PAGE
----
Q15: Can you provide physical and chemical properties and uses of Borax? Borax is a white crystalline compound with various applications, such as a cleaning agent, insecticide, and in buffer solutions. It exhibits a range of properties including solubility and mild alkalinity.

Q16: What are the properties and uses of Alum, Boric Acid, Zinc Sulphate, and Zinc Chloride?

  • Alum, known as aluminum potassium sulfate, is an astringent used in various applications like water purification and as a mordant in dyeing.
  • Boric Acid is an antiseptic and insecticide with mild acidity.
  • Zinc Sulphate is a dietary supplement and an ingredient in ointments for skin conditions.
  • Zinc Chloride serves as a catalyst in various chemical reactions and as a disinfectant.

Q17: What are antidotes, and how do they work? Antidotes are substances or treatments that counteract the effects of poison or toxic substances. They may work by binding to the poison, neutralizing it, or enhancing its elimination from the body.

Q18: Can you discuss the mechanism and antidotes for cyanide poisoning? Cyanide poisoning can be treated with antidotes like sodium thiosulfate and hydroxocobalamin, which help convert cyanide into less toxic forms and promote its elimination from the body.

Q19: How are anions and cations defined, and what are common identification tests for them? Anions are negatively charged ions, and cations are positively charged ions. Identification tests include flame tests, precipitation reactions, and specific chemical tests.

Q20: What is the limit test for iron? The limit test for iron is a chemical test to ensure that iron is not present in excessive quantities in pharmaceuticals. It typically involves the formation of a colored complex with thioglycolic acid.

Q21: Can you provide short notes on the following pharmaceutical topics: Antimicrobials, Astringents, Protective and Adsorbent, Antioxidants, and Expectorants and Emetics?

  • Antimicrobials are drugs that inhibit or kill microorganisms.
  • Astringents cause contraction of tissues and are used in products like aftershaves.
  • Protective and adsorbent agents prevent irritation and adsorb toxins.
  • Antioxidants prevent oxidative damage.
  • Expectorants promote mucus clearance from the respiratory tract, while emetics induce vomiting.

Q22: Can you discuss dental products in brief? Dental products include toothpaste, mouthwash, and dental floss, used for oral hygiene and cavity prevention.

Q23: What is a buffer solution, and how many types are there? A buffer solution resists changes in pH when an acid or base is added. There are two main types: acidic buffers and basic buffers, each maintaining a specific pH range.

Q24: Could you provide information on the chemical formula and uses of laughing gas, the pharmaceutical uses of nitrogen, the composition of soda lime, buffer capacity, and the temperature range for storing drugs under cold and cool conditions?

  • Laughing gas is nitrous oxide (N2O) used as an anesthetic.
  • Nitrogen (N2) is used in pharmaceuticals for preserving and packaging.
  • Soda lime is a mixture of chemicals used to absorb carbon dioxide.
  • Buffer capacity measures the ability of a buffer solution to resist changes in pH.
  • Drugs are stored under cold conditions at 2-8°C and cool conditions at 8-15°C, depending on their stability requirements.

Q25: Can you explain the storage conditions for iodine, normal saline solution, chlorinated lime, and sodium hydroxide, along with the reasons?

  • Iodine should be stored in a cool, dark place to prevent degradation.
  • Normal saline solution is stored at room temperature.
  • Chlorinated lime is kept in a dry, well-ventilated area to avoid contact with moisture.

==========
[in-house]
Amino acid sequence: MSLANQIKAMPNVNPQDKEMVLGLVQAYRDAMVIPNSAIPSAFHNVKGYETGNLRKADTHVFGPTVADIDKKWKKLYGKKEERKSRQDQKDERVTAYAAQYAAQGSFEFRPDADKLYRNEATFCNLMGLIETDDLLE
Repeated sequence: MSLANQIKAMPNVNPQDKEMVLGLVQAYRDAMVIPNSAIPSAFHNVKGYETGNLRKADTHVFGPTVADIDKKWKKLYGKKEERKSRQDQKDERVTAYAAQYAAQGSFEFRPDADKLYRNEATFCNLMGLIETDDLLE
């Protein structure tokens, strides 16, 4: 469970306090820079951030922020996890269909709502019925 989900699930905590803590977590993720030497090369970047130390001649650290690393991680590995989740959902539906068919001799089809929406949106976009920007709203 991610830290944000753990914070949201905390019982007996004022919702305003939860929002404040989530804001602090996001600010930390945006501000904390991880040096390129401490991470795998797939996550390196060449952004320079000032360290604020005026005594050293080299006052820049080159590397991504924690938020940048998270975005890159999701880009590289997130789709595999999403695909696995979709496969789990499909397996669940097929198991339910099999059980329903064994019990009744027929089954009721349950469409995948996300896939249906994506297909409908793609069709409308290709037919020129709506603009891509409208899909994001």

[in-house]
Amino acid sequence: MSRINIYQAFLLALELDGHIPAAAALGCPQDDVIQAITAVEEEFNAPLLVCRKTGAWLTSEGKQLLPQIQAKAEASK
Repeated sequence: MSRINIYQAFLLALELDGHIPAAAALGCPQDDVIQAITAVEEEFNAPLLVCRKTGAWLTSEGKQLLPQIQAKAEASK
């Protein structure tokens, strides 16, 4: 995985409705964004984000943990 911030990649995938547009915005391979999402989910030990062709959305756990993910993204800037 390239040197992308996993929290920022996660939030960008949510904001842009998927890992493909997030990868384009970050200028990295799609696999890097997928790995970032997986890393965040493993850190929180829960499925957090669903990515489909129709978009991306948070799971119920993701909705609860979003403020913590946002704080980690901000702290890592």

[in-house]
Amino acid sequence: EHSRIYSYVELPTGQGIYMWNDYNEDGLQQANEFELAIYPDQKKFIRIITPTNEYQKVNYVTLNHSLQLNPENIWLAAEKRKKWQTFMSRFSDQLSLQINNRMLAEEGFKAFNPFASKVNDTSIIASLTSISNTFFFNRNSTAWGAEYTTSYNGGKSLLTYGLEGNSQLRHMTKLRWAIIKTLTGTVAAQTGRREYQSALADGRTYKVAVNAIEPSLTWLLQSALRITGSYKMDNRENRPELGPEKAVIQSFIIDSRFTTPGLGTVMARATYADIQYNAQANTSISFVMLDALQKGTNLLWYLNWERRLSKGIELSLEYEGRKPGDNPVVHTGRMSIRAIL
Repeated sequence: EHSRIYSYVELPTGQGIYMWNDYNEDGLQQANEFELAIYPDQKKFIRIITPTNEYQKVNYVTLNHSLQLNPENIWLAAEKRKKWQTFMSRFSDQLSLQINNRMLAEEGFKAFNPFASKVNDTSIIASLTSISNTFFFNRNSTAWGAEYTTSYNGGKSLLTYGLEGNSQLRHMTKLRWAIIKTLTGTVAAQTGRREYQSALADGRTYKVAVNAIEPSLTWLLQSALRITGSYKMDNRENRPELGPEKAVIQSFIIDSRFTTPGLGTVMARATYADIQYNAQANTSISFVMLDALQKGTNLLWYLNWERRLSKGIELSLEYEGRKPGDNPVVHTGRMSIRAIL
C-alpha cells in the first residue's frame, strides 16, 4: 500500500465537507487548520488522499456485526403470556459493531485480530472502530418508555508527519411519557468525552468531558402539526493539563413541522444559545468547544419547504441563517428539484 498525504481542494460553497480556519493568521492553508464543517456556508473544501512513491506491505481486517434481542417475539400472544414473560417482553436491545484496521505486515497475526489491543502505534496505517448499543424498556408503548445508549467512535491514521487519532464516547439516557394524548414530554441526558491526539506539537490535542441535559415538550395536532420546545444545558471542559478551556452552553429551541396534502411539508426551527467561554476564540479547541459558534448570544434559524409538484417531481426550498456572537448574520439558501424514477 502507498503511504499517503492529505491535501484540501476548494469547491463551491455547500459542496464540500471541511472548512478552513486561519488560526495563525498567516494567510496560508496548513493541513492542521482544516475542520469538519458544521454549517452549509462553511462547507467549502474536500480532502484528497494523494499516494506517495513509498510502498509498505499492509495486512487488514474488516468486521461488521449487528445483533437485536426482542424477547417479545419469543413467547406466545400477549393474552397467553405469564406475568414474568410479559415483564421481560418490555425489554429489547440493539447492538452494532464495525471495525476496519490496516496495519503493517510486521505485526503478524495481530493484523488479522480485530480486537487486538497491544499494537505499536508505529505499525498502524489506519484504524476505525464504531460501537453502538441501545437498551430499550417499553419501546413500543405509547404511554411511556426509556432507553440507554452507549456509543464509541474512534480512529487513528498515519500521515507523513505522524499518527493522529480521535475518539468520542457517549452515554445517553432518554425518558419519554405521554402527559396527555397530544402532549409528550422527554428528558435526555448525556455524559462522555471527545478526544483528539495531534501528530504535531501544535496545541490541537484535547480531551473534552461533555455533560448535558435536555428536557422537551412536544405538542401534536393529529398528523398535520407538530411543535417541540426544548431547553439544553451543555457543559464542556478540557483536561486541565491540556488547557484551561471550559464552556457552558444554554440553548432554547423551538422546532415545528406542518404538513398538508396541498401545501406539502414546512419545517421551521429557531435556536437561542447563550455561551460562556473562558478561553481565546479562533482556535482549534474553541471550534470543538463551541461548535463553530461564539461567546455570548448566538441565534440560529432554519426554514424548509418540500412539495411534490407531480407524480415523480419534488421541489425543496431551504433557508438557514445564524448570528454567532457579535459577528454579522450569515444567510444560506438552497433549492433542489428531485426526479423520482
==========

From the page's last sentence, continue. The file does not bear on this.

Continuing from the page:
• Sodium hydroxide should be stored in a cool, dry place to prevent moisture absorption and caking.

Q26: Can you provide a note on physiological acid-base balance? Physiological acid-base balance refers to the body’s regulation of hydrogen ion concentrations to maintain a stable pH, crucial for normal bodily functions.

Q27: How is the limit test for chloride performed, and what theory is involved? The limit test for chloride involves precipitating chloride ions with silver nitrate and titration. It is based on the Mohr theory.

Q28: What are four official calcium compounds, and what is the physiological role of calcium in the human body? Four official calcium compounds include calcium carbonate, calcium gluconate, calcium chloride, and calcium lactate. Calcium plays a vital role in muscle contraction, nerve transmission, and bone health.

Q29: Can you explain the principle of the Geiger-Muller counter? The Geiger-Muller counter is a radiation detection device that measures ionizing radiation. It operates on the principle that radiation ionizes gas in the detector, producing an electrical signal.

Q30: We also covered the principle of the Geiger-Muller counter.

These questions and answers provide an overview of various topics in Pharmaceutical Chemistry – Part I, including antacids, radiopaques, radiopharmaceuticals, quality control, impurities, electrolyte therapy, compounds and their properties, antidotes, identification tests, dental products, buffer solutions, storage conditions, acid-base balance, and the Geiger-Muller counter principle.

Q31: How is the Geiger-Muller counter used in radiation detection? The Geiger-Muller counter detects ionizing radiation by measuring the electrical pulses generated when radiation interacts with the gas inside the counter. These pulses are counted to assess radiation levels.

Q32: Could you provide a brief recap of the main topics covered in Pharmaceutical Chemistry – Part I? Certainly, we covered a wide range of topics, including antacids, radiopaques, radiopharmaceuticals, quality control, impurities, electrolyte therapy, properties of various compounds, antidotes, identification tests, dental products, buffer solutions, storage conditions, acid-base balance, and radiation detection.

Q33: Where can students find more resources and information on these topics for their studies? Students can refer to textbooks, academic journals, and online resources specific to pharmaceutical chemistry and related subjects. Additionally, consulting with professors or instructors can be valuable for further understanding and clarification.

PHARMACEUTICAL CHEMISTRY I D Pharmacy First Year Important Question Answer For PDF Notes click on Download Button

1 thought on “PHARMACEUTICAL CHEMISTRY I D Pharmacy First Year Important Question Answer”

Leave a comment